Isolating students offered food, toiletries but no financial support by UK universities

Isolating students offered food, toiletries but no financial support by UK universities

Students in lockdown must have access to food and basic toiletries, university leaders have said, as the government made deliveries of just one litre of hand sanitiser to campuses in England.

Universities UK (UUK), which represents 139 higher education institutions, published a “checklist” of measures for universities supporting students who were self-isolating after Covid-19 exposure, several weeks after teaching restarted at some sites.

But the checklist makes no mention of financial support or refunds for costs incurred during lockdowns ordered by university authorities. It was also criticised as too late to help thousands of students already self-isolating, including 824 confirmed Covid cases at Manchester University, more than 770 at Northumbria University, and 800 among students at Sheffield’s two universities.

Students isolating at the University of Leeds have complained they were being offered an “emergency food box” costing £15, including three sachets of dried soup and a bottle of Lucozade as well as pasta and a loaf of bread.

Hillary Gyebi-Ababio, the National Union of Students’ vice-president, said the NUS had warned of the dangers of mass lockdowns but had been ignored by the government and universities.

“For those students who are locked down, or will face being locked down, we must make sure that they are being treated fairly. This must include rent reimbursement for lockdown periods and free internet access, care packages with food, household products, wellbeing materials and general necessities,” Gyebi-Ababio told MPs on the all-party group for students.

“These are basic necessities that all students need and given what they have had to face over the past few weeks, the very minimum that they deserve.”

University leaders in England reported receiving shipments of personal protective equipment (PPE) from the government. In one case a university with more than 20,000 staff and students received 800 face masks, gowns and gloves – and a single litre of sanitiser.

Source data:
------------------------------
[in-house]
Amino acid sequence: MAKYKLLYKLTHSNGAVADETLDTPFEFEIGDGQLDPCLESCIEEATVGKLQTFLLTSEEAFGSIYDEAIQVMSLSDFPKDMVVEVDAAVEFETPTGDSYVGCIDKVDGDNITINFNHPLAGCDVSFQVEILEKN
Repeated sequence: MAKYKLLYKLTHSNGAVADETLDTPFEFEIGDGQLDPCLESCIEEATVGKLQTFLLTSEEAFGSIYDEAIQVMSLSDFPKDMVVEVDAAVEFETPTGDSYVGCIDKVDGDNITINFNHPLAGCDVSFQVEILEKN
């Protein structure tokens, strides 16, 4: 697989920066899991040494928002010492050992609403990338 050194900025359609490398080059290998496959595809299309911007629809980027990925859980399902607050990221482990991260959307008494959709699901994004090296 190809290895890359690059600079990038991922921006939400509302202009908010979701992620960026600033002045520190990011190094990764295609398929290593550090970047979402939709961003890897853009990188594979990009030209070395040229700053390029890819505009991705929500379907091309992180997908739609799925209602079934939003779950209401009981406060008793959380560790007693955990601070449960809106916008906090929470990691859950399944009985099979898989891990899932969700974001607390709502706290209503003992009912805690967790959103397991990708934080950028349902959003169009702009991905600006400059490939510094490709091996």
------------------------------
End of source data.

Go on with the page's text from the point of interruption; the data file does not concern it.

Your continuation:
“They’d have been better sending it to a local care home. The challenges at the moment are huge but the one thing that we’re not short of is PPE and cleaning materials,” one senior university executive said.

Asked about students in isolation left without food or outdoor access, Prof Julia Buckingham, president of UUK, told the BBC: “I’m sure there are cases where things haven’t gone quite as well as we would have hoped but I am confident that the vast majority of students have been very, very well supported by their universities.”

Jo Grady, general secretary of the University and College Union, said: “These outbreaks could have been prevented had UUK listened to us when we warned against in-person teaching during a pandemic.

“Instead it chose to cooperate with the government in encouraging students to return to campus. It is scandalous for UUK to now say it is committed to students’ wellbeing when thousands are isolating without their familiar support network due to its actions.

“If UUK is really committed to students’ wellbeing it needs to tell its member institutions to allow students to safely return home if they wish to, without fear of financial penalty for leaving their student accommodation, and join us in calling on the government to provide the financial support to make that possible.”

The checklist requires universities to ensure “students have access to a range of necessities during self-isolation – food or food delivery services, where possible allowing for religious or dietary requirements, laundry services, cutlery and dishes, personal hygiene products, cleaning materials and bin bags, tissues and toilet rolls – which might include a basic care package”.

It says institutions should stay in “regular, proactive and personal contact” with self-isolating students but contains no mention of financial support.